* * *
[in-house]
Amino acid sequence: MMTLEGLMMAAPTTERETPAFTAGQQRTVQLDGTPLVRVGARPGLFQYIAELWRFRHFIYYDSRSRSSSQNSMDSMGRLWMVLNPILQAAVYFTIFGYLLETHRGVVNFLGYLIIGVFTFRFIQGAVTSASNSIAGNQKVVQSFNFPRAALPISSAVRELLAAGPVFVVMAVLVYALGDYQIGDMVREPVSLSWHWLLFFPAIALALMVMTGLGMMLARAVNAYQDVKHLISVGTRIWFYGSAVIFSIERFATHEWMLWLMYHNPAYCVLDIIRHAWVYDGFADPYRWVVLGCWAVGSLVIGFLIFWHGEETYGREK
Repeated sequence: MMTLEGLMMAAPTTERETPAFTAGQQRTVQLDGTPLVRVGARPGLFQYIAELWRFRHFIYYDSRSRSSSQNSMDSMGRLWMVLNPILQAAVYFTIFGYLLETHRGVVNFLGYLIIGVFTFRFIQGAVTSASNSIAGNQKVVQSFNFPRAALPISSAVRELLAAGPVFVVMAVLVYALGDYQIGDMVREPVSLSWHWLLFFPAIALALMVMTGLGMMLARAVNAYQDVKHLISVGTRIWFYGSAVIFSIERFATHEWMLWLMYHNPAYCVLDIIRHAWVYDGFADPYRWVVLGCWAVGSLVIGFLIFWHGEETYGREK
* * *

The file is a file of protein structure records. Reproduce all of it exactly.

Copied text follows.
[in-house]
Amino acid sequence: MMTLEGLMMAAPTTERETPAFTAGQQRTVQLDGTPLVRVGARPGLFQYIAELWRFRHFIYYDSRSRSSSQNSMDSMGRLWMVLNPILQAAVYFTIFGYLLETHRGVVNFLGYLIIGVFTFRFIQGAVTSASNSIAGNQKVVQSFNFPRAALPISSAVRELLAAGPVFVVMAVLVYALGDYQIGDMVREPVSLSWHWLLFFPAIALALMVMTGLGMMLARAVNAYQDVKHLISVGTRIWFYGSAVIFSIERFATHEWMLWLMYHNPAYCVLDIIRHAWVYDGFADPYRWVVLGCWAVGSLVIGFLIFWHGEETYGREK
Repeated sequence: MMTLEGLMMAAPTTERETPAFTAGQQRTVQLDGTPLVRVGARPGLFQYIAELWRFRHFIYYDSRSRSSSQNSMDSMGRLWMVLNPILQAAVYFTIFGYLLETHRGVVNFLGYLIIGVFTFRFIQGAVTSASNSIAGNQKVVQSFNFPRAALPISSAVRELLAAGPVFVVMAVLVYALGDYQIGDMVREPVSLSWHWLLFFPAIALALMVMTGLGMMLARAVNAYQDVKHLISVGTRIWFYGSAVIFSIERFATHEWMLWLMYHNPAYCVLDIIRHAWVYDGFADPYRWVVLGCWAVGSLVIGFLIFWHGEETYGREK